Writing and influenceEdit
During his lifetime Salt wrote almost 40 books. His first, A Plea for Vegetarianism (1886) was published by the Vegetarian Society, and in 1890, he produced an acclaimed biography of philosopher Henry David Thoreau, two interests that later led to a friendship with Mahatma Gandhi. He also wrote, in On Cambrian and Cumbrian Hills (1922), about the need for nature conservation to protect the natural beauty of the British countryside from commercial vandalism.
His circle of friends included many notable figures from late-19th and early-20th century literary and political life, including writers Algernon Charles Swinburne, John Galsworthy, James Leigh Joynes (brother-in-law), Edward Carpenter, Thomas Hardy, Rudyard Kipling, Havelock Ellis, Count Leo Tolstoy, William Morris, Arnold Hills, Peter Kropotkin, Ouida, J. Howard Moore, Ernest Bell, George Bernard Shaw and Robert Cunninghame-Graham, as well as Labour leader James Keir Hardie and Fabian Society co-founders Hubert Bland and Annie Besant.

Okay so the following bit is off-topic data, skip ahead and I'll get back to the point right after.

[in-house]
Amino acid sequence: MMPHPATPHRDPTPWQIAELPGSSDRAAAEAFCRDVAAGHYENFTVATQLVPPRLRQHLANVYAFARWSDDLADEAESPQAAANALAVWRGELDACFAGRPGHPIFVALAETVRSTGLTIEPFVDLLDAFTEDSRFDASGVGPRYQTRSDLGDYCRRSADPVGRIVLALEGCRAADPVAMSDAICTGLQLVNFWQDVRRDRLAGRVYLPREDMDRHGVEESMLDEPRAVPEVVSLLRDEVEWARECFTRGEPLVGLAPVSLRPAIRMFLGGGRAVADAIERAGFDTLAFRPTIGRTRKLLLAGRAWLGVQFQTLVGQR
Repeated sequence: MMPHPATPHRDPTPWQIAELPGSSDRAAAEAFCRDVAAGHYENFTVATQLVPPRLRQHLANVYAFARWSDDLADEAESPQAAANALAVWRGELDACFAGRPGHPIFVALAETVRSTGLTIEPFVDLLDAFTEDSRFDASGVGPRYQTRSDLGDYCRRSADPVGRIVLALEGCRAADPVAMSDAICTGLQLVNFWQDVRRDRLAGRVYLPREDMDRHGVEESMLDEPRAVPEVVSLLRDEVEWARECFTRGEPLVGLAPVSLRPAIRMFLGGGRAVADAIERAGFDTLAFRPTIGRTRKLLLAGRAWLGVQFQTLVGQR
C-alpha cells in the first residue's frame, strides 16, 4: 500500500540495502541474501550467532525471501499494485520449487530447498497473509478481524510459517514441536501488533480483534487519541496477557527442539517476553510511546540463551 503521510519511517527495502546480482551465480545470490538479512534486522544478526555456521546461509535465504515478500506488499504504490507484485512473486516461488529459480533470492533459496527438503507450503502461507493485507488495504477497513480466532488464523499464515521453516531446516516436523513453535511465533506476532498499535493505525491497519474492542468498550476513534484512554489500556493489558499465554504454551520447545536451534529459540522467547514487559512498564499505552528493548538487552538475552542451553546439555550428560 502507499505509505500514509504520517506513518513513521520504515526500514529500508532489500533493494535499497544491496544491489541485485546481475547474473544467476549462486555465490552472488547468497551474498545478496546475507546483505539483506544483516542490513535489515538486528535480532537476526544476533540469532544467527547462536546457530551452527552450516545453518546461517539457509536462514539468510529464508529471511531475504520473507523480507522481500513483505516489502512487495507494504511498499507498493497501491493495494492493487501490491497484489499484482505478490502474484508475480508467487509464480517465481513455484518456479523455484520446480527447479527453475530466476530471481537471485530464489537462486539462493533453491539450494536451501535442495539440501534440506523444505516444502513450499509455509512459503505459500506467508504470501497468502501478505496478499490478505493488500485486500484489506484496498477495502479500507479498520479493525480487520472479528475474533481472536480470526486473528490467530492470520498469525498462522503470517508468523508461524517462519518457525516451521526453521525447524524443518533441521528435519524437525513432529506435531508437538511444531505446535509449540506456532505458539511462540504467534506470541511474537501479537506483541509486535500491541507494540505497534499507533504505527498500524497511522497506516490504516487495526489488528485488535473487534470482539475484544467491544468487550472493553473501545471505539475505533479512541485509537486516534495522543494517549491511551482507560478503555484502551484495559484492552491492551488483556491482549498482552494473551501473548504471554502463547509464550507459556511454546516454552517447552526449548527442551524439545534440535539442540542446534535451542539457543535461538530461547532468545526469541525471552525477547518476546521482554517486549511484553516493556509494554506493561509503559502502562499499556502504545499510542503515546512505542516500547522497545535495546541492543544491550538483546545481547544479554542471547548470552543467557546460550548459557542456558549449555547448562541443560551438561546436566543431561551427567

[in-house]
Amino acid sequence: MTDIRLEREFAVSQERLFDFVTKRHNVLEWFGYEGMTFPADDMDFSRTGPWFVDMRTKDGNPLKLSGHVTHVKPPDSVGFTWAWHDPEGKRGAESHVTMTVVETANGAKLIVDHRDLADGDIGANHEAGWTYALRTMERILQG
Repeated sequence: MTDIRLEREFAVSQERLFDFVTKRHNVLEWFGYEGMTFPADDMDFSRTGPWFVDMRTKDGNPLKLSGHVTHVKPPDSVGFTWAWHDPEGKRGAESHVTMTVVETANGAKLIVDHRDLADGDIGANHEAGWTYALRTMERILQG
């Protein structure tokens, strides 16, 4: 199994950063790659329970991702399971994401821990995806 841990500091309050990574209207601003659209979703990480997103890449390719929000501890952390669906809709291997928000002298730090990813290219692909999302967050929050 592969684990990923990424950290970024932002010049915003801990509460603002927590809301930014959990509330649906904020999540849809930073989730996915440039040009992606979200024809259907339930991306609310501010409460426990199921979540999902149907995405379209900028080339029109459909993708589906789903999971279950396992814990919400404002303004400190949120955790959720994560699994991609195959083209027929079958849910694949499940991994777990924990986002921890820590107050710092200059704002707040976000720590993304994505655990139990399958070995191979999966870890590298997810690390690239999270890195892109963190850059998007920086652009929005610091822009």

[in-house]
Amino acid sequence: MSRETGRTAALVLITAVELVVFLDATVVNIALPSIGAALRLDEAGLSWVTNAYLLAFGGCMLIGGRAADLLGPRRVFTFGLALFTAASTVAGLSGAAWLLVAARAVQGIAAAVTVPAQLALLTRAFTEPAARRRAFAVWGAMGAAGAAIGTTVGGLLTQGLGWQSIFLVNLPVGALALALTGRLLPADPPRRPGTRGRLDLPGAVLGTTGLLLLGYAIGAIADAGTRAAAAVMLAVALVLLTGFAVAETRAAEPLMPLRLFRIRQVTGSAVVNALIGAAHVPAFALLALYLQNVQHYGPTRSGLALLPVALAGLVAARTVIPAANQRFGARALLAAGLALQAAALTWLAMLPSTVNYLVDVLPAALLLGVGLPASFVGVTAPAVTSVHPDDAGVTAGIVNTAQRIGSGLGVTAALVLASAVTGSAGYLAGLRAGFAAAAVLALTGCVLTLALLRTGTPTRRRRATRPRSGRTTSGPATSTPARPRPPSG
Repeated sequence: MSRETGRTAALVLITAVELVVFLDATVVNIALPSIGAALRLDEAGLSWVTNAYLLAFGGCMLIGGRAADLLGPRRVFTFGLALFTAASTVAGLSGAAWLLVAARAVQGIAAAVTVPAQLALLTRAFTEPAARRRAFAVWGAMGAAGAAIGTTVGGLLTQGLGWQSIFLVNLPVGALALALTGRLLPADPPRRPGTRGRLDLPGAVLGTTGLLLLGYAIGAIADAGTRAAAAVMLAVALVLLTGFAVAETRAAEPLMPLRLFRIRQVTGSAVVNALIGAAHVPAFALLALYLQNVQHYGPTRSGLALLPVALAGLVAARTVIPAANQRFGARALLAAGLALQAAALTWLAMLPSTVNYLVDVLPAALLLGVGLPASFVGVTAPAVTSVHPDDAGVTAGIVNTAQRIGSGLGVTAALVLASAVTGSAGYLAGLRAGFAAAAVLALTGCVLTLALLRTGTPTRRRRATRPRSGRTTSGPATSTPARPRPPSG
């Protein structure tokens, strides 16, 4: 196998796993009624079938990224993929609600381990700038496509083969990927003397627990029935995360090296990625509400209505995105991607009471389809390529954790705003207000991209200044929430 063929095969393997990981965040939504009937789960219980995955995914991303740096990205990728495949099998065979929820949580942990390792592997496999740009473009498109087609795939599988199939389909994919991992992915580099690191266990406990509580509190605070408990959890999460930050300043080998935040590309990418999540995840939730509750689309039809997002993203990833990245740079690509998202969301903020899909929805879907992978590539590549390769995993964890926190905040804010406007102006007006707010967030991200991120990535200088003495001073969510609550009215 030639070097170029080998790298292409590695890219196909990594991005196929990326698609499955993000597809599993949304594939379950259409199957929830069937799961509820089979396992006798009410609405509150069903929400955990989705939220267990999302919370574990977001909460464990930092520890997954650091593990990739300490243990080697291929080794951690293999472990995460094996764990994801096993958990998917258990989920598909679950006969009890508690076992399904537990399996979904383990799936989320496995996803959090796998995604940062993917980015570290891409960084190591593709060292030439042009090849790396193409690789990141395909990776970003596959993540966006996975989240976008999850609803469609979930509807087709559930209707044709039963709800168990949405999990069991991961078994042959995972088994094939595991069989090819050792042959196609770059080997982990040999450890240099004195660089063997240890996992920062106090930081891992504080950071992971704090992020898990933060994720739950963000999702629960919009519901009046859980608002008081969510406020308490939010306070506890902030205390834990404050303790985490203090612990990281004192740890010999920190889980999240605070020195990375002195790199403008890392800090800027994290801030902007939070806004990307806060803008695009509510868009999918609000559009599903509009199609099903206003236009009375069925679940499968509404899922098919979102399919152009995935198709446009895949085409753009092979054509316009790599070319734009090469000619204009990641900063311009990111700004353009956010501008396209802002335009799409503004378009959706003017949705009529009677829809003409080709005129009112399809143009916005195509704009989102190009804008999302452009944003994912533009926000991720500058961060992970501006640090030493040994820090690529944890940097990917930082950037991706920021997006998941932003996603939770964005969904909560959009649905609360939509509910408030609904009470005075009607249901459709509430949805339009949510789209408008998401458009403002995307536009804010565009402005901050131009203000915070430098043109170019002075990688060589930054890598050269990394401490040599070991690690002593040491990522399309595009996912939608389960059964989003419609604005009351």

Salt formed the Humanitarian League in 1891. Its objectives included the banning of hunting as a sport (in this respect it can be regarded as a fore-runner of the League Against Cruel Sports). In 1914, the League published a whole volume of essays on Killing for Sport, the preface was written by George Bernard Shaw. The book formed in summary form the Humanitarian League's arraignment of blood-sports.
Keith Tester writes that, in 1892, Salt created an "epistemological break," by being the first writer to consider the issue of animal rights explicitly, as opposed to better animal welfare. In Animals' Rights: Considered in Relation to Social Progress, Salt wrote that he wanted to "set the principle of animals' rights on a consistent and intelligible footing, [and] to show that this principle underlies the various efforts of humanitarian reformers ...":